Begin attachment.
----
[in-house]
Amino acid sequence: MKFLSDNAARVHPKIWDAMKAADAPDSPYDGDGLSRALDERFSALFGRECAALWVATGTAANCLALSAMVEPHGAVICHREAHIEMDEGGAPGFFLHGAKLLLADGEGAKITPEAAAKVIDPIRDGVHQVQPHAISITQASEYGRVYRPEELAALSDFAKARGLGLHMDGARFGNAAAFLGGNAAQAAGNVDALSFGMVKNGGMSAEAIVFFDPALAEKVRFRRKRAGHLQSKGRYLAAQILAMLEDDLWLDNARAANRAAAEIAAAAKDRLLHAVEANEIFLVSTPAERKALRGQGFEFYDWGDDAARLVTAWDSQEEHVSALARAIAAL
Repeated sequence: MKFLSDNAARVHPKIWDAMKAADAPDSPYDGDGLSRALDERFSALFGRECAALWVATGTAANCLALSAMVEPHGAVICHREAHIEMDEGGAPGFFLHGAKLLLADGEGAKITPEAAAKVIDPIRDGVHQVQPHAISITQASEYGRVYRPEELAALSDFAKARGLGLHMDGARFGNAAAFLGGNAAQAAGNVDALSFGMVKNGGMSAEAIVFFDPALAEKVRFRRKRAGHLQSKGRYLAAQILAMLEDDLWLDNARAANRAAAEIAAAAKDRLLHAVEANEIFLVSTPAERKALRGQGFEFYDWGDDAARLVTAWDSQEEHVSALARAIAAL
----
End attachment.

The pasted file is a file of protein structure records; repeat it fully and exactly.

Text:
[in-house]
Amino acid sequence: MKFLSDNAARVHPKIWDAMKAADAPDSPYDGDGLSRALDERFSALFGRECAALWVATGTAANCLALSAMVEPHGAVICHREAHIEMDEGGAPGFFLHGAKLLLADGEGAKITPEAAAKVIDPIRDGVHQVQPHAISITQASEYGRVYRPEELAALSDFAKARGLGLHMDGARFGNAAAFLGGNAAQAAGNVDALSFGMVKNGGMSAEAIVFFDPALAEKVRFRRKRAGHLQSKGRYLAAQILAMLEDDLWLDNARAANRAAAEIAAAAKDRLLHAVEANEIFLVSTPAERKALRGQGFEFYDWGDDAARLVTAWDSQEEHVSALARAIAAL
Repeated sequence: MKFLSDNAARVHPKIWDAMKAADAPDSPYDGDGLSRALDERFSALFGRECAALWVATGTAANCLALSAMVEPHGAVICHREAHIEMDEGGAPGFFLHGAKLLLADGEGAKITPEAAAKVIDPIRDGVHQVQPHAISITQASEYGRVYRPEELAALSDFAKARGLGLHMDGARFGNAAAFLGGNAAQAAGNVDALSFGMVKNGGMSAEAIVFFDPALAEKVRFRRKRAGHLQSKGRYLAAQILAMLEDDLWLDNARAANRAAAEIAAAAKDRLLHAVEANEIFLVSTPAERKALRGQGFEFYDWGDDAARLVTAWDSQEEHVSALARAIAAL